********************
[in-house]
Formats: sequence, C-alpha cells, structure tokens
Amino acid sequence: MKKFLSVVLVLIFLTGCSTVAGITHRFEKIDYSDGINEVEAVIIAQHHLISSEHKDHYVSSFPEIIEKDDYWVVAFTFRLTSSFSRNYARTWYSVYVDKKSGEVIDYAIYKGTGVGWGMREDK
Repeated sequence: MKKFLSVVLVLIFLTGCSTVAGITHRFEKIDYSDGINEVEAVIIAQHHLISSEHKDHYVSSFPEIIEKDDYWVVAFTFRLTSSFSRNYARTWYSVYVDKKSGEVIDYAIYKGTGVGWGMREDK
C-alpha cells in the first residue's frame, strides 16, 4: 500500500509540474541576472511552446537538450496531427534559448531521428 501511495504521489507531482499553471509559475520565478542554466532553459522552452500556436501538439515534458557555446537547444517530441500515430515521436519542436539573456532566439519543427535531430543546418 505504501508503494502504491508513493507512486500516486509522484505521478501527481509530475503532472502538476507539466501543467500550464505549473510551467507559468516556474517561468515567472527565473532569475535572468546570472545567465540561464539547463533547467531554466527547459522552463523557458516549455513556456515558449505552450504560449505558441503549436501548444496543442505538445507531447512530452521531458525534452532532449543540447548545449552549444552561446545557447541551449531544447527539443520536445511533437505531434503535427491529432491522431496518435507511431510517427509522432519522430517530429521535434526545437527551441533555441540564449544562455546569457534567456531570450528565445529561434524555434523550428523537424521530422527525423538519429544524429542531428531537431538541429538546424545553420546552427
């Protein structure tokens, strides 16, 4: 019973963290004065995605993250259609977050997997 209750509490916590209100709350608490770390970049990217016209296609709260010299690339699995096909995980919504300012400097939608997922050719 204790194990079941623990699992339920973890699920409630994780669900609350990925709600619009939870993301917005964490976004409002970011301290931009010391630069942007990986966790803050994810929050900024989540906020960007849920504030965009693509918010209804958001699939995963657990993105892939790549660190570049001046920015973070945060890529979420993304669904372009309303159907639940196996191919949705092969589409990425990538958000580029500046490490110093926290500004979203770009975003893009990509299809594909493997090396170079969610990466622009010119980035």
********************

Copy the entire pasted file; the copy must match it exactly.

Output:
[in-house]
Formats: sequence, C-alpha cells, structure tokens
Amino acid sequence: MKKFLSVVLVLIFLTGCSTVAGITHRFEKIDYSDGINEVEAVIIAQHHLISSEHKDHYVSSFPEIIEKDDYWVVAFTFRLTSSFSRNYARTWYSVYVDKKSGEVIDYAIYKGTGVGWGMREDK
Repeated sequence: MKKFLSVVLVLIFLTGCSTVAGITHRFEKIDYSDGINEVEAVIIAQHHLISSEHKDHYVSSFPEIIEKDDYWVVAFTFRLTSSFSRNYARTWYSVYVDKKSGEVIDYAIYKGTGVGWGMREDK
C-alpha cells in the first residue's frame, strides 16, 4: 500500500509540474541576472511552446537538450496531427534559448531521428 501511495504521489507531482499553471509559475520565478542554466532553459522552452500556436501538439515534458557555446537547444517530441500515430515521436519542436539573456532566439519543427535531430543546418 505504501508503494502504491508513493507512486500516486509522484505521478501527481509530475503532472502538476507539466501543467500550464505549473510551467507559468516556474517561468515567472527565473532569475535572468546570472545567465540561464539547463533547467531554466527547459522552463523557458516549455513556456515558449505552450504560449505558441503549436501548444496543442505538445507531447512530452521531458525534452532532449543540447548545449552549444552561446545557447541551449531544447527539443520536445511533437505531434503535427491529432491522431496518435507511431510517427509522432519522430517530429521535434526545437527551441533555441540564449544562455546569457534567456531570450528565445529561434524555434523550428523537424521530422527525423538519429544524429542531428531537431538541429538546424545553420546552427
């Protein structure tokens, strides 16, 4: 019973963290004065995605993250259609977050997997 209750509490916590209100709350608490770390970049990217016209296609709260010299690339699995096909995980919504300012400097939608997922050719 204790194990079941623990699992339920973890699920409630994780669900609350990925709600619009939870993301917005964490976004409002970011301290931009010391630069942007990986966790803050994810929050900024989540906020960007849920504030965009693509918010209804958001699939995963657990993105892939790549660190570049001046920015973070945060890529979420993304669904372009309303159907639940196996191919949705092969589409990425990538958000580029500046490490110093926290500004979203770009975003893009990509299809594909493997090396170079969610990466622009010119980035």